The ubiquitous Woolly Bugger,
never quite spelled correctly to my eyes, appeals to the eyes of every
game fish imaginable. If I had one pattern to fish the rest of my life,
no matter what the fish, no matter what the conditions, this would be
Trout, Salmon, Bass, Shad, Pike, you name it, they will hit this
pattern. And the best thing? Usually the fish will be bigger than
average, the strikes harder than average, and the action better than
The origins of the Woolly Bugger can be traced back to the Old English pattern the Woolly Worm,
which is also a very effective pattern. Most credit Russell Blessing
with the actual invention of the Woolly Bugger in the early 1970’s in
Pennsylvania. Although, Jack Dennis claims it is a variation of the
Black Martinez popularized in the West. And still others claim it was
originally a Bass imitation developed in the late 1800’s in Missouri.
Whatever the origins the popularity of this pattern cannot be denied.
Besides being used for all game fish, the Bugger’s popularity can
also be attributed to its versatility. It can be tied in almost every
color imaginable. The most popular color’s are black, brown and olive,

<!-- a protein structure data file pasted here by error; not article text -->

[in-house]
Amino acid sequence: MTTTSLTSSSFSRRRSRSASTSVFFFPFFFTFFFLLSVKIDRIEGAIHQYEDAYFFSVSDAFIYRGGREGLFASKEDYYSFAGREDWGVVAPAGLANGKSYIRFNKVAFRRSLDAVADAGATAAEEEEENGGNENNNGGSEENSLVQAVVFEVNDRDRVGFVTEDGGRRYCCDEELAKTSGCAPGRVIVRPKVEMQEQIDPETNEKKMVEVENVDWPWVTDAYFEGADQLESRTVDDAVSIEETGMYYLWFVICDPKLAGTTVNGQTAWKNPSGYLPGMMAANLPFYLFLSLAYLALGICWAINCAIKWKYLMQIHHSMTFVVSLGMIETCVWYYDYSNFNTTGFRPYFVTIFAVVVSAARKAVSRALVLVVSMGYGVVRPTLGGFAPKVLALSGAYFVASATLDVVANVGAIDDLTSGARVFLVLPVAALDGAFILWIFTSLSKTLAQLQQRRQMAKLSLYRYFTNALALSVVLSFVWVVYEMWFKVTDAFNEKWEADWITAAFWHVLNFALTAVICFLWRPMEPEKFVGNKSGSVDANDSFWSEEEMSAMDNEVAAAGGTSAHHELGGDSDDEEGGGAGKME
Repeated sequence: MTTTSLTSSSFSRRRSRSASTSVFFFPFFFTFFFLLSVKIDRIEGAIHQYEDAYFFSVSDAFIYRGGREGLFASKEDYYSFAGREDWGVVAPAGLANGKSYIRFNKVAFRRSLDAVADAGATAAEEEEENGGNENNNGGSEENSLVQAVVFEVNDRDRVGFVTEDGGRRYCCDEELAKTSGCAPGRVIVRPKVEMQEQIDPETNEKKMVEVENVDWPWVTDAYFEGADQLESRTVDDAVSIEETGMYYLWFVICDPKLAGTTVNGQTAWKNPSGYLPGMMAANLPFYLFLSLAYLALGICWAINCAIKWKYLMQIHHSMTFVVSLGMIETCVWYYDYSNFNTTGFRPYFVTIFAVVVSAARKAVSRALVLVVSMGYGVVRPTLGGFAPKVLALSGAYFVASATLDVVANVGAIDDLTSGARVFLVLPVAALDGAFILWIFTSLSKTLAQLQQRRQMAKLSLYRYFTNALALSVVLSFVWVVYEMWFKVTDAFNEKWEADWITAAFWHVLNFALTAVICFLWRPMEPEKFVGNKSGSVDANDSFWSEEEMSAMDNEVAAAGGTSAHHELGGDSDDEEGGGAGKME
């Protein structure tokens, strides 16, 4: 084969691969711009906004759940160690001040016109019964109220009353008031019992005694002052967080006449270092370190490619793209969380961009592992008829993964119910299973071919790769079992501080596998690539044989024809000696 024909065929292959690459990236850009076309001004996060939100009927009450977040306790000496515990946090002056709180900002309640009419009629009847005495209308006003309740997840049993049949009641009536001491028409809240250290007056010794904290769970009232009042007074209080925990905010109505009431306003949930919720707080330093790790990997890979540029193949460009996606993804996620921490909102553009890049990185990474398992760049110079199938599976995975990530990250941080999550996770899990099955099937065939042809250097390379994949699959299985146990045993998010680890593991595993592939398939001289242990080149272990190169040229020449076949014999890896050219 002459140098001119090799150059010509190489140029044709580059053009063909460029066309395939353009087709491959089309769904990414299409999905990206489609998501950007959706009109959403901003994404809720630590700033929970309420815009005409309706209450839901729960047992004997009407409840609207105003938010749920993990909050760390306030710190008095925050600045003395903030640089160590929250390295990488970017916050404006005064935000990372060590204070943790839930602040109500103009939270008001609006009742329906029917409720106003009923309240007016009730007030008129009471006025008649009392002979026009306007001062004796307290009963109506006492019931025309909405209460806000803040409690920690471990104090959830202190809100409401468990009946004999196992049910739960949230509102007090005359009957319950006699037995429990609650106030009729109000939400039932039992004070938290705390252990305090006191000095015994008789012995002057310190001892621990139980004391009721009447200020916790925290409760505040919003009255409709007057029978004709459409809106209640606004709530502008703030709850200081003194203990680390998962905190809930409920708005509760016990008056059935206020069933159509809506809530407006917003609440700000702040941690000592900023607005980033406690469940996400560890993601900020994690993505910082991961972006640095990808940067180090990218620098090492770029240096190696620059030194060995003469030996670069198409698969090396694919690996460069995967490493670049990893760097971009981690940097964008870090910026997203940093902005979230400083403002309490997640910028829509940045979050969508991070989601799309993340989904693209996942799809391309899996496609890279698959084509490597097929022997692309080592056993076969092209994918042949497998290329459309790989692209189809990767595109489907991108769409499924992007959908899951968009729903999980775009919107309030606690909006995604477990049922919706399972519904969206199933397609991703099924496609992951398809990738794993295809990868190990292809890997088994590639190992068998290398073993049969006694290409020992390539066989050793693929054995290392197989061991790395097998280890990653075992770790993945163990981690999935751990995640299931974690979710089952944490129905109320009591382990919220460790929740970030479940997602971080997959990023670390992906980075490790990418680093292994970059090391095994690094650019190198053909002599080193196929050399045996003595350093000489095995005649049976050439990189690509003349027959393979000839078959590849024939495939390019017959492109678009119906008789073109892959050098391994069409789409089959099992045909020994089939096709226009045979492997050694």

with purple and white right behind. But almost every color has been
tied, and different color combinations are often used on the same fly.
Another characteristic that makes the bugger so popular, is that you
can’t fish it wrong. Okay if fish are slurping delicately on #24 Trico
spinners, you don’t want to plunk a #6 Bugger right in the center of
them. But if you are searching sub-surface for any kind of fish, in any
kind of water, you could do a lot worse than selecting the woolly
What fish think they are hitting when they hit a Bugger is somewhat a
mystery. To human’s eyes it could be a bait fish, a leech, a grub, a
cricket, a stonefly, a dragonfly nymph, a damselfly nymph, the list is
endless. And perhaps that is what makes it such a great all-purpose
pattern. It is a nymph, a streamer, and an attractor all in one. We’ll let the fish classify it.
New twists on this pattern have even added to its effectiveness. Now
usually tied with krystal flash or flashabou in its tail, for added
attraction. A wire rib counter-wrapped through the hackle can also add
flash and more importantly durability. And of course as with every
sub-surface pattern the addition of the beadhead.
It seems the history of the Bugger is still being written and while we
all try ways to ‘improve’ this most popular pattern. Fish, that put in a
whole lot less thought about this pattern will curse the day Mr.
Blessing or whoever first tied one on a hook.